A Heartbreaking Work of Staggering Genius
by Dave Eggers
When I recently read Kerouac's "On the Road" I lamented that I read it too late in life for it to really change my life. "A Heartbreaking Work of Staggering Genius" on the other hand I read at the exact right time. If I'd read it five years earlier or five years later I would have been out of touch with the material.
The book opens (after the preface, which you can read or not--I skipped it) with Dave Eggers's mother dying of cancer. At the same time his father also has some kind of cancer, though this was a little less clear. After both parents succumb to their illness, the Eggers clan moves from their dull little Chicago suburb--the kind of place immortalized in John Hughes movies where the most exciting event was Mr. T moving in--to the Left Coast. Older brother Bill moves to LA where Dave, his sister Beth, and younger brother Christopher (called Toph) go to San Francisco. Because Bill is busy with work and Beth has school, Dave ends up caring for Toph.
In a Hollywood version it would probably end up like "Mr. Mom" or "Mrs. Doubtfire" at this point with lots of slapstick as a slacker twentysomething has to care for a 10-year-old boy. In reality (or what's more or less reality) they live like college roommates in semi-squalor, constantly running late to various appointments. In general Toph is a good kid who doesn't create much trouble for Dave--doesn't start running with a gang or shooting drugs or torturing small animals. Not that it's all a breeze; most of the trouble is caused by trying to convince various private schools and such that Dave is Toph's guardian.
Dave does temp jobs in graphic design while also working for "Might Magazine," an upstart youth culture magazine that like all of Gen X in the early-mid-'90s launches a futile rebellion for no real reason. (Come on, what the heck were we rebelling against with the grunge and Nirvana? I have no idea, really.) They pull stunts like try to audition for the "Real World" (when reality TV was a new concept) and fake the death of the kid from "Eight is Enough." From all appearances the magazine is never really that successful. I have a slight bit of knowledge in this area and know how tough it is, especially in this age where everyone can have a blog or website.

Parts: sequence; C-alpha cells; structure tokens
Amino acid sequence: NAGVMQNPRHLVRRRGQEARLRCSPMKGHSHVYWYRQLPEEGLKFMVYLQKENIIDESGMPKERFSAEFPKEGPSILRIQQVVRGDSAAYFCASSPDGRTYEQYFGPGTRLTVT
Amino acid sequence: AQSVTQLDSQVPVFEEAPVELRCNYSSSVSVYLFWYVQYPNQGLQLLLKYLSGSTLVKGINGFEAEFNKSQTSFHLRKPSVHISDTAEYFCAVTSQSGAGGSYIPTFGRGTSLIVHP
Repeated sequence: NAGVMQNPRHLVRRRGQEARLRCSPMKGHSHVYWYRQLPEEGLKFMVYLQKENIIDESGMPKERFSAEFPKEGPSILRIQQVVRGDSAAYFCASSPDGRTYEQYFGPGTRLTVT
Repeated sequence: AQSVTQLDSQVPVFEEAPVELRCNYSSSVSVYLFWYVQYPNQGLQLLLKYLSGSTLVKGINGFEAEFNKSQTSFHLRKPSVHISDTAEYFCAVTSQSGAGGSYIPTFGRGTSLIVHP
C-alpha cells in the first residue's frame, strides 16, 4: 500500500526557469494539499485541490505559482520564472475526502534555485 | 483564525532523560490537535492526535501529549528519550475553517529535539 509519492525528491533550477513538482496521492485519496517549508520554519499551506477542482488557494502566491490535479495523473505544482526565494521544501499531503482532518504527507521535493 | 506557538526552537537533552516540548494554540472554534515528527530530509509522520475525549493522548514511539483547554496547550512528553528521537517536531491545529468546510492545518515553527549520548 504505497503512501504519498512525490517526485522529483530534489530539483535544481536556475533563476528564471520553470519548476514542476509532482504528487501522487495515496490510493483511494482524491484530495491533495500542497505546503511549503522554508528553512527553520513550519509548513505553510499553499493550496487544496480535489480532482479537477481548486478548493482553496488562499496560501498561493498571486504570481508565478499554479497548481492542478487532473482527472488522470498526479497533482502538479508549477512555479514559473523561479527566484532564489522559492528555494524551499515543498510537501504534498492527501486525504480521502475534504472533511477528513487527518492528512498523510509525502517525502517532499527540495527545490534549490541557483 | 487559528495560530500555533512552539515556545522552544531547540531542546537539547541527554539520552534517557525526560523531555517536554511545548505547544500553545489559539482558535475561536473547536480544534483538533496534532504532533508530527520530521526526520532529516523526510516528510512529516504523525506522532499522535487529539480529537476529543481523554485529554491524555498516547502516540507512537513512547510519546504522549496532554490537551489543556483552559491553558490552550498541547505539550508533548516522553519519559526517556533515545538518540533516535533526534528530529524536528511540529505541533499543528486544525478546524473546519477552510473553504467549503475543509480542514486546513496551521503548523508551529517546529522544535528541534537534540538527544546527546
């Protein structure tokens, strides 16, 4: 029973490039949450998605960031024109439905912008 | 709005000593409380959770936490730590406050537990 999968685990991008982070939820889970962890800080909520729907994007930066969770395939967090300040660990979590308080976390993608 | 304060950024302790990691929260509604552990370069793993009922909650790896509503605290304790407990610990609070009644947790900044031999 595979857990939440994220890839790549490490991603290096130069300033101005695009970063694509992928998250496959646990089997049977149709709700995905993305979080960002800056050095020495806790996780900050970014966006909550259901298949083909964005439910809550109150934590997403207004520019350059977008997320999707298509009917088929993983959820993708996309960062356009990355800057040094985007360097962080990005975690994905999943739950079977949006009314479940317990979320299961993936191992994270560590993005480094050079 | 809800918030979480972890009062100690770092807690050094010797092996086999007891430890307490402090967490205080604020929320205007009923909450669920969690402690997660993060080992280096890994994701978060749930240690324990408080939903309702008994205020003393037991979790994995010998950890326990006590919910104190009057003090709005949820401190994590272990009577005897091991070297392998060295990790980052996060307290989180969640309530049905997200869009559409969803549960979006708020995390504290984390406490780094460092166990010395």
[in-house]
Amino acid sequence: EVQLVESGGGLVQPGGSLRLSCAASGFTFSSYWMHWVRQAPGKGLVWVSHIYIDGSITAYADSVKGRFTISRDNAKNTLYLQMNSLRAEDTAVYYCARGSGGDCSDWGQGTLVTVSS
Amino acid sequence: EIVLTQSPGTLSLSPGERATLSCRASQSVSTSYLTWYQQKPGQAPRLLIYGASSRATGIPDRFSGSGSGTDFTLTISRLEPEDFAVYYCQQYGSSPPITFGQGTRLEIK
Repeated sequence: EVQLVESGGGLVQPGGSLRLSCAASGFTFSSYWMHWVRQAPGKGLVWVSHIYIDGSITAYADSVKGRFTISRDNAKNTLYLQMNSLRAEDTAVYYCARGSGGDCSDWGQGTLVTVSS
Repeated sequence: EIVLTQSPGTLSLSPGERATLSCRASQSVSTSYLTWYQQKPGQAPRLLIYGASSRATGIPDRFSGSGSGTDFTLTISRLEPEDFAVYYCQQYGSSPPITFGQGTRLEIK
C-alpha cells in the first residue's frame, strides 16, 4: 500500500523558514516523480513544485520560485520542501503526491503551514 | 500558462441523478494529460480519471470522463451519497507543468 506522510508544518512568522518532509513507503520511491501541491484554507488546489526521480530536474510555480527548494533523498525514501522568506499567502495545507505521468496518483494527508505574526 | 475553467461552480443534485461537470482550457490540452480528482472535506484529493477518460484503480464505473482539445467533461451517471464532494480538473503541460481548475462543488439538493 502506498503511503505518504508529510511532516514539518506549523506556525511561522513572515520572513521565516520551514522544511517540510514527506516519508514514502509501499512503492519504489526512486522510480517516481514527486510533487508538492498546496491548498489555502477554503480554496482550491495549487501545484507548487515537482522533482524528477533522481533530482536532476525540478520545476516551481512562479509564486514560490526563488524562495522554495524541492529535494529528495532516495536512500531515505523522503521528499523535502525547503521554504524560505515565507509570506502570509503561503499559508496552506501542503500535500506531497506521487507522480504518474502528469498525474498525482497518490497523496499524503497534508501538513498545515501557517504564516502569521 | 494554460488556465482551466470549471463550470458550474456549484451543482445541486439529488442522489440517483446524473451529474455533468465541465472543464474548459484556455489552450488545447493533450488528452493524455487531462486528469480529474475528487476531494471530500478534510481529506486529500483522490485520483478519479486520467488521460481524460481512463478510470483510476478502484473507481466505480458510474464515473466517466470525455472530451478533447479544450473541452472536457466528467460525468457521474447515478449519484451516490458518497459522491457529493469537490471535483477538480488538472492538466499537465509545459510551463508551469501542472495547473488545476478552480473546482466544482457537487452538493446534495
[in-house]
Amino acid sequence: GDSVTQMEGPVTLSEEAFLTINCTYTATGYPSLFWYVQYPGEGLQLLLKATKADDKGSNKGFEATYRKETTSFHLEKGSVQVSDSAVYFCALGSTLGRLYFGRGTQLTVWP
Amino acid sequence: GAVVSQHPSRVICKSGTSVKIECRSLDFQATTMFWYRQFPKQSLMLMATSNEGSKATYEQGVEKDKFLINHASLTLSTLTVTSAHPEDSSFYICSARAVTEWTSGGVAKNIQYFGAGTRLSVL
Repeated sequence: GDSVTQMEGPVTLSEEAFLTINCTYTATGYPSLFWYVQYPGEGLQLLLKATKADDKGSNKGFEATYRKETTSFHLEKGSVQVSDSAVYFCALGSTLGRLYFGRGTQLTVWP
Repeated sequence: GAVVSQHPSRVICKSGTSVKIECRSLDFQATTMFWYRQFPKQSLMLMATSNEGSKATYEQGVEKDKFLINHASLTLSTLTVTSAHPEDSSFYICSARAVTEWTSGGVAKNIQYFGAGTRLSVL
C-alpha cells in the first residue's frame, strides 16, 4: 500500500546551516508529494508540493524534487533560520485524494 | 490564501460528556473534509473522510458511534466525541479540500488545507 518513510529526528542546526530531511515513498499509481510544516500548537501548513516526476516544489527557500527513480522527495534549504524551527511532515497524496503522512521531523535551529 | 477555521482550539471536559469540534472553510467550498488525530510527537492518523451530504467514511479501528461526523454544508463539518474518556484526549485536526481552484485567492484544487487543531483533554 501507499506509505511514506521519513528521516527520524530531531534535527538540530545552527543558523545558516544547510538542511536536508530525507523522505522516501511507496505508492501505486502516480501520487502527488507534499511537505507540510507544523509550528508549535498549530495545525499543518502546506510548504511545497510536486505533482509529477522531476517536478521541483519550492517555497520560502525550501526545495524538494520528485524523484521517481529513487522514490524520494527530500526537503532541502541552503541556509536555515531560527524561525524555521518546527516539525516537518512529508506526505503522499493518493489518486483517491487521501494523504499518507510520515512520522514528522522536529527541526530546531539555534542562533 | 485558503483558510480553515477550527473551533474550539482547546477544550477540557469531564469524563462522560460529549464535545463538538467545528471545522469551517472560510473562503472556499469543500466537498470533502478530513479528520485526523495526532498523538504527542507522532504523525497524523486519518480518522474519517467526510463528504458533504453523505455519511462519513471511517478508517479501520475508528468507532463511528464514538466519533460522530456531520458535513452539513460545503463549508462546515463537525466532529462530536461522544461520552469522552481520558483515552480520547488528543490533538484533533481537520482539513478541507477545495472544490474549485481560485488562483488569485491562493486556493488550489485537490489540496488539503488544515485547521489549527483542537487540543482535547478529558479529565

What I think really resonates at this point is the experience of not just growing up, but your family growing up and growing apart. As a kid, most of us don't put too much thought into our parents always being there, but as we get older we realize our parents are all too human and prone to the same weaknesses as anyone else. At the same time, the siblings you used to spend so much time with eventually move away and develop lives of their own that you no longer are much of a part of and in time can become almost like strangers. But the good thing about "A Heartbreaking Work of Staggering Genius" is that Eggers never gets too weepy or maudlin to make the experience dreary or dull. Instead, his almost surreal descriptions tinge even the darkest moments like a friend in a coma and another who attempts suicide with dark humor. Dave's neurotic inner-life reminds me of a less-sexual "Portnoy's Complaint" by Philip Roth, only it's more or less real, which is more amazing.
It might be interesting to read this book in five years and see how much it still resonates with me, or if by then this book and I grow apart as well. Wait and see.
That is all.